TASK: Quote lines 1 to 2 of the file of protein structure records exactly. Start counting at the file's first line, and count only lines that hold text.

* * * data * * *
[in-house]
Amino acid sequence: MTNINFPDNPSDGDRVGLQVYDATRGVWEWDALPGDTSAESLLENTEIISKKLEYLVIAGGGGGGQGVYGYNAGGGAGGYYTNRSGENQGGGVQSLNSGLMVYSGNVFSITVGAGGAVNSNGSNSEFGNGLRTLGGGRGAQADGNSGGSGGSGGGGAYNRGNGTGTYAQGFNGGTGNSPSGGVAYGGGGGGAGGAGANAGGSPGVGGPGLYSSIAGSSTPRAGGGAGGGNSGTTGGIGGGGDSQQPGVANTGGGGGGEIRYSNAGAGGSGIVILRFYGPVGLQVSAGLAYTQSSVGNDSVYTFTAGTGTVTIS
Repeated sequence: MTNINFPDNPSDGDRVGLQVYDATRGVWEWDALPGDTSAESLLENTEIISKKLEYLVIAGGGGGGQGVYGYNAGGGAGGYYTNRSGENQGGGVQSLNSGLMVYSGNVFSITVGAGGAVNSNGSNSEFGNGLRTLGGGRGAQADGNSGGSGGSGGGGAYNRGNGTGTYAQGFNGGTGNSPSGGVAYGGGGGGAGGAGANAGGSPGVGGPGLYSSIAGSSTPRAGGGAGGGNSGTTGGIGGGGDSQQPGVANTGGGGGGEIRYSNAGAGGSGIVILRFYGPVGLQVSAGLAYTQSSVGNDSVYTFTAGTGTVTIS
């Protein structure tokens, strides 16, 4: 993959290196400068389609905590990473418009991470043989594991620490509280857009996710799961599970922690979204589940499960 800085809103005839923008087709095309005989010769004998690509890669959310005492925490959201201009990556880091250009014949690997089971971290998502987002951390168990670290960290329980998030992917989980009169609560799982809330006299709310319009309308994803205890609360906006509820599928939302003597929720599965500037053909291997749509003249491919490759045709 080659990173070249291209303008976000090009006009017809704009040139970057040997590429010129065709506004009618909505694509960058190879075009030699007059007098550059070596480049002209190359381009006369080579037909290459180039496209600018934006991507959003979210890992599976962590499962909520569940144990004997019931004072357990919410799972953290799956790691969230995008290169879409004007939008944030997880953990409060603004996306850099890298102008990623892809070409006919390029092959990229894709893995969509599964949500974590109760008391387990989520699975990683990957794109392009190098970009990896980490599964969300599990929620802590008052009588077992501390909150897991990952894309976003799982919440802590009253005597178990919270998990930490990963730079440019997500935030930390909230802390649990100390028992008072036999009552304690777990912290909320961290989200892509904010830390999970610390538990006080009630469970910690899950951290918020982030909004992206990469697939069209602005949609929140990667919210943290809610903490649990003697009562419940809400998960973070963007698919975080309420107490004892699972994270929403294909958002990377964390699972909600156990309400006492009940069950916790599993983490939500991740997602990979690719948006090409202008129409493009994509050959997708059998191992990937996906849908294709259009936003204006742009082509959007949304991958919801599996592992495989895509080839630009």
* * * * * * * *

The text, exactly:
[in-house]
Amino acid sequence: MTNINFPDNPSDGDRVGLQVYDATRGVWEWDALPGDTSAESLLENTEIISKKLEYLVIAGGGGGGQGVYGYNAGGGAGGYYTNRSGENQGGGVQSLNSGLMVYSGNVFSITVGAGGAVNSNGSNSEFGNGLRTLGGGRGAQADGNSGGSGGSGGGGAYNRGNGTGTYAQGFNGGTGNSPSGGVAYGGGGGGAGGAGANAGGSPGVGGPGLYSSIAGSSTPRAGGGAGGGNSGTTGGIGGGGDSQQPGVANTGGGGGGEIRYSNAGAGGSGIVILRFYGPVGLQVSAGLAYTQSSVGNDSVYTFTAGTGTVTIS